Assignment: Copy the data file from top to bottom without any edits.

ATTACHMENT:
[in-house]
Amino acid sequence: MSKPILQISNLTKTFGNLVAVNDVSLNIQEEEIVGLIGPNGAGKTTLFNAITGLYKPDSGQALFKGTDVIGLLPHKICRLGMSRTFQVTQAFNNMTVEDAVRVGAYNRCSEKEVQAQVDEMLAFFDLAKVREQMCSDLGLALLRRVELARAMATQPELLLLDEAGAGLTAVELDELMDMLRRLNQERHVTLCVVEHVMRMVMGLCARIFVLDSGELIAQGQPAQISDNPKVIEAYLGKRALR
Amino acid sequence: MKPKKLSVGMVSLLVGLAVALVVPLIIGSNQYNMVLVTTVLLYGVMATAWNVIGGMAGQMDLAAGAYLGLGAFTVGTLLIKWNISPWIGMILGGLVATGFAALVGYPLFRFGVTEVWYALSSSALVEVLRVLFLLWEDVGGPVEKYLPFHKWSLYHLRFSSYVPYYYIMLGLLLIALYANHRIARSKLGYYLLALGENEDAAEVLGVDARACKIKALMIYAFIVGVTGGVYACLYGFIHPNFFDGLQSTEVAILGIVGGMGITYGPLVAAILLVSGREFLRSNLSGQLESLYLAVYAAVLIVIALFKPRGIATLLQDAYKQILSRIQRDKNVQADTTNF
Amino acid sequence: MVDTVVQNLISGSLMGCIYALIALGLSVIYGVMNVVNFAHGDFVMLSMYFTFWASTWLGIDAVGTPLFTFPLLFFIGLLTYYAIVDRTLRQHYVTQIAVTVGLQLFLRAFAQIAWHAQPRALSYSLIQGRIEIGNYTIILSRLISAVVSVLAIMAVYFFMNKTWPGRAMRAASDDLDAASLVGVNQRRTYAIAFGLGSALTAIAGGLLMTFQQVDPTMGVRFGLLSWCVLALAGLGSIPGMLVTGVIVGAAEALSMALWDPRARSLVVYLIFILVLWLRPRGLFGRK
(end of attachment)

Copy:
[in-house]
Amino acid sequence: MSKPILQISNLTKTFGNLVAVNDVSLNIQEEEIVGLIGPNGAGKTTLFNAITGLYKPDSGQALFKGTDVIGLLPHKICRLGMSRTFQVTQAFNNMTVEDAVRVGAYNRCSEKEVQAQVDEMLAFFDLAKVREQMCSDLGLALLRRVELARAMATQPELLLLDEAGAGLTAVELDELMDMLRRLNQERHVTLCVVEHVMRMVMGLCARIFVLDSGELIAQGQPAQISDNPKVIEAYLGKRALR
Amino acid sequence: MKPKKLSVGMVSLLVGLAVALVVPLIIGSNQYNMVLVTTVLLYGVMATAWNVIGGMAGQMDLAAGAYLGLGAFTVGTLLIKWNISPWIGMILGGLVATGFAALVGYPLFRFGVTEVWYALSSSALVEVLRVLFLLWEDVGGPVEKYLPFHKWSLYHLRFSSYVPYYYIMLGLLLIALYANHRIARSKLGYYLLALGENEDAAEVLGVDARACKIKALMIYAFIVGVTGGVYACLYGFIHPNFFDGLQSTEVAILGIVGGMGITYGPLVAAILLVSGREFLRSNLSGQLESLYLAVYAAVLIVIALFKPRGIATLLQDAYKQILSRIQRDKNVQADTTNF
Amino acid sequence: MVDTVVQNLISGSLMGCIYALIALGLSVIYGVMNVVNFAHGDFVMLSMYFTFWASTWLGIDAVGTPLFTFPLLFFIGLLTYYAIVDRTLRQHYVTQIAVTVGLQLFLRAFAQIAWHAQPRALSYSLIQGRIEIGNYTIILSRLISAVVSVLAIMAVYFFMNKTWPGRAMRAASDDLDAASLVGVNQRRTYAIAFGLGSALTAIAGGLLMTFQQVDPTMGVRFGLLSWCVLALAGLGSIPGMLVTGVIVGAAEALSMALWDPRARSLVVYLIFILVLWLRPRGLFGRK